It came in handy for Asian Games organizers two weeks ago. After 10,000 athletes trooped through the main Khalifa Stadium for the opening ceremony, McNeill and his staff transferred a football stadium worth of turf from the golf course to the games' soccer venue.
Copyright 2006 Associated Press. All rights reserved. This material may not be published, broadcast, rewritten or redistributed.
Lexi (wrist) WDs from Diamond Resorts Invitational
Lexi Thompson on Friday withdrew from the Diamond Resorts Invitational, citing inflammation in her wrist. Thompson, who teamed with Tony Finau to finish tied for fourth place in last week's QBE Shootout, said she is under strict doctor's order not to hit golf balls until mid-January.
The Diamond Resorts Invitational is scheduled Jan. 12-14 at Tranquilo Golf Club in Orlando, Fla. The field for te 54-hole event includes LPGA and PGA Tour Champions players, as well as celebrities from the worlds or sports and entertainment.
Rose leads halted Indonesian Masters; Snedeker WDs
JAKARTA, Indonesia - Justin Rose held a three-stroke lead at the Indonesian Masters when bad weather stopped play Friday during the second round.
The Englishman, who shot a 10-under 62 on Thursday, had completed 13 holes and was 5 under on the day at the Royale Jakarta Golf Club course.
Kiradech Aphibarnrat (64) was in second place.
Brandt Snedeker withdrew wit on the 11th hole at 2 under for the day after shooting an opening 72.
There was no reason given for his withdrawal, but the American has been affected by a rib-sternum injury for most of the season. Ranked 51st in the world, he flew to Jakarta looking to move inside the top 50 by the end of the year and ensure a spot in next year's Masters.
Newsmaker of the Year: No. 2, Donald Trump
Even away from the White House, President Donald Trump generated plenty of headlines this year.
Trump’s first year in office didn’t dim his enthusiasm for the game, as he made splashy appearances at two big events, tweeted about golf to his more than 44 million followers, teed it up with some of the sport’s biggest stars, including Tiger Woods, Rory McIlroy and Lexi Thompson, and fired a few eyebrow-raising scores. Logging more than 75 rounds since his inauguration, the 3-handicap has only bolstered his reputation as the best golfing president, particularly after his alleged 73 with Sen. Lindsey Graham.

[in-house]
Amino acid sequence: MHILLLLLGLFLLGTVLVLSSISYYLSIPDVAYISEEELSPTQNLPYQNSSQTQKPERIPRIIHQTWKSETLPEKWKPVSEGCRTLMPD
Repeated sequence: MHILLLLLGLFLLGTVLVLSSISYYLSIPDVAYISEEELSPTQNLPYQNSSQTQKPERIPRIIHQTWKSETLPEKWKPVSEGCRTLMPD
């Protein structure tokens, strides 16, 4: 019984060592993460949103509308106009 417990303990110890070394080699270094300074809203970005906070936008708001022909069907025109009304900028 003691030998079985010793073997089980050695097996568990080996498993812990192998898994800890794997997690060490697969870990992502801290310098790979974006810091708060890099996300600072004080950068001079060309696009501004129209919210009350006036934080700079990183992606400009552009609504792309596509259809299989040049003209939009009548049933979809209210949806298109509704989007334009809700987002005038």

None of his appearances created a bigger stir than when he attended the U.S. Women’s Open. Despite protests and calls for the USGA to move its premier women’s event from Trump Bedminster – the president reportedly threatened to sue – his weekend there went off without incident, as Trump watched the action and hosted players in his private box near the 15th green.
Despite his controversial rhetoric on a variety of national issues, Trump has remained a staunch supporter of women’s golf, and he became the first sitting president to attend the U.S. Women’s Open.
An honorary chairman of the Presidents Cup, Trump also flew to Liberty National for the biennial team event, where he presented the trophy to the U.S. team and dedicated the victory to the hurricane victims in Texas, Florida and Puerto Rico.
In late November, amid tweets about the national anthem, Turkey, Egypt and Time Magazine, Trump announced that he was playing a round in South Florida with Woods and world No. 1 Dustin Johnson.
Yes, that too became a headline, just like everything else Trump did in 2017.
Playing with the pros
Tiger, DJ and Faxon
President at the Presidents Cup
Purported round of 73 with Lindsey Graham
Cart on the green
Presence and protests at U.S. Women's Open
Trump golf properties
Reportedly fake TIME covers
Trump apologizes for voter-fraud story
Pros comment on the president
Newsmakers of the Year: Top 10 in 2017
GolfChannel.com is counting down the top 10 Newsmakers of the Year as voted on by Golf Channel’s writers, editors, reporters and producers. Check out the list below, including future release dates. And click here for the full collection of articles.
No. 1: Dec. 18